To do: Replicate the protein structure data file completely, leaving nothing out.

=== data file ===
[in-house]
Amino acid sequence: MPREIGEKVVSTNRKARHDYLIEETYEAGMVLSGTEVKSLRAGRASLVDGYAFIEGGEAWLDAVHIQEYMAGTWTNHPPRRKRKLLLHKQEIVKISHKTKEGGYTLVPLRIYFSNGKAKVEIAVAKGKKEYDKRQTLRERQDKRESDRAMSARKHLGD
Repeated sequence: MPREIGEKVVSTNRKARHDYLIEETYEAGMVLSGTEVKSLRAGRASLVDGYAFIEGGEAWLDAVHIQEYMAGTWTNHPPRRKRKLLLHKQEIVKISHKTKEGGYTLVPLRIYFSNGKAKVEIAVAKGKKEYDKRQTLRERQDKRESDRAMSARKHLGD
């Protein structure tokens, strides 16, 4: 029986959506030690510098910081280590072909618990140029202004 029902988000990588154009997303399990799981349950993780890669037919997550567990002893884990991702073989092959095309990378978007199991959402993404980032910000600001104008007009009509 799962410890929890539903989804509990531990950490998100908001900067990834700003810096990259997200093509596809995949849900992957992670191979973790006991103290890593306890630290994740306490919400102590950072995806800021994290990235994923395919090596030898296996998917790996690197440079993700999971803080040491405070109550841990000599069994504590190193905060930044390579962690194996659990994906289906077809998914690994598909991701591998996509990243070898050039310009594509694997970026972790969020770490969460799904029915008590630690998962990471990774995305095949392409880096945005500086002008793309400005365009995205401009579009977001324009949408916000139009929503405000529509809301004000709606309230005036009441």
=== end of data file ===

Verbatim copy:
[in-house]
Amino acid sequence: MPREIGEKVVSTNRKARHDYLIEETYEAGMVLSGTEVKSLRAGRASLVDGYAFIEGGEAWLDAVHIQEYMAGTWTNHPPRRKRKLLLHKQEIVKISHKTKEGGYTLVPLRIYFSNGKAKVEIAVAKGKKEYDKRQTLRERQDKRESDRAMSARKHLGD
Repeated sequence: MPREIGEKVVSTNRKARHDYLIEETYEAGMVLSGTEVKSLRAGRASLVDGYAFIEGGEAWLDAVHIQEYMAGTWTNHPPRRKRKLLLHKQEIVKISHKTKEGGYTLVPLRIYFSNGKAKVEIAVAKGKKEYDKRQTLRERQDKRESDRAMSARKHLGD
């Protein structure tokens, strides 16, 4: 029986959506030690510098910081280590072909618990140029202004 029902988000990588154009997303399990799981349950993780890669037919997550567990002893884990991702073989092959095309990378978007199991959402993404980032910000600001104008007009009509 799962410890929890539903989804509990531990950490998100908001900067990834700003810096990259997200093509596809995949849900992957992670191979973790006991103290890593306890630290994740306490919400102590950072995806800021994290990235994923395919090596030898296996998917790996690197440079993700999971803080040491405070109550841990000599069994504590190193905060930044390579962690194996659990994906289906077809998914690994598909991701591998996509990243070898050039310009594509694997970026972790969020770490969460799904029915008590630690998962990471990774995305095949392409880096945005500086002008793309400005365009995205401009579009977001324009949408916000139009929503405000529509809301004000709606309230005036009441």